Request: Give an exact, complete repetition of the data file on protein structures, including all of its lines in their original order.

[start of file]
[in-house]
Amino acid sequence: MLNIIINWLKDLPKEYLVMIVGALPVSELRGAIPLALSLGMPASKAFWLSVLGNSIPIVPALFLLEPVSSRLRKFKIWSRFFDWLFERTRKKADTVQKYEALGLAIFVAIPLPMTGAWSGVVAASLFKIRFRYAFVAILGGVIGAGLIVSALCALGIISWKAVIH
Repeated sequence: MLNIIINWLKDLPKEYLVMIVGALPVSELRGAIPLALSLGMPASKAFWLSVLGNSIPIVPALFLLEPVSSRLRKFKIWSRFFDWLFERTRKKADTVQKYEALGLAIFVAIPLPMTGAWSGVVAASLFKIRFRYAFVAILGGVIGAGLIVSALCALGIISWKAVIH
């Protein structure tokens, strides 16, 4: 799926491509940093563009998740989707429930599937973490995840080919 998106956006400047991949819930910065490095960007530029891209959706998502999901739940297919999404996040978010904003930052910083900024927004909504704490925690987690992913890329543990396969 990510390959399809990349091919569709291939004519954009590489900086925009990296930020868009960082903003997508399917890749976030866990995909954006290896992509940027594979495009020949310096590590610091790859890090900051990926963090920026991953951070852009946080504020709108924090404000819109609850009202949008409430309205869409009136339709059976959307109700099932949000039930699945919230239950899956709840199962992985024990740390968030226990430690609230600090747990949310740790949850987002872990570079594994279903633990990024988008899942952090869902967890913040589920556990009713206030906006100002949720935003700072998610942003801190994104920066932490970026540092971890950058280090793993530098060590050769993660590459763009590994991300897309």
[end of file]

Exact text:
[in-house]
Amino acid sequence: MLNIIINWLKDLPKEYLVMIVGALPVSELRGAIPLALSLGMPASKAFWLSVLGNSIPIVPALFLLEPVSSRLRKFKIWSRFFDWLFERTRKKADTVQKYEALGLAIFVAIPLPMTGAWSGVVAASLFKIRFRYAFVAILGGVIGAGLIVSALCALGIISWKAVIH
Repeated sequence: MLNIIINWLKDLPKEYLVMIVGALPVSELRGAIPLALSLGMPASKAFWLSVLGNSIPIVPALFLLEPVSSRLRKFKIWSRFFDWLFERTRKKADTVQKYEALGLAIFVAIPLPMTGAWSGVVAASLFKIRFRYAFVAILGGVIGAGLIVSALCALGIISWKAVIH
């Protein structure tokens, strides 16, 4: 799926491509940093563009998740989707429930599937973490995840080919 998106956006400047991949819930910065490095960007530029891209959706998502999901739940297919999404996040978010904003930052910083900024927004909504704490925690987690992913890329543990396969 990510390959399809990349091919569709291939004519954009590489900086925009990296930020868009960082903003997508399917890749976030866990995909954006290896992509940027594979495009020949310096590590610091790859890090900051990926963090920026991953951070852009946080504020709108924090404000819109609850009202949008409430309205869409009136339709059976959307109700099932949000039930699945919230239950899956709840199962992985024990740390968030226990430690609230600090747990949310740790949850987002872990570079594994279903633990990024988008899942952090869902967890913040589920556990009713206030906006100002949720935003700072998610942003801190994104920066932490970026540092971890950058280090793993530098060590050769993660590459763009590994991300897309």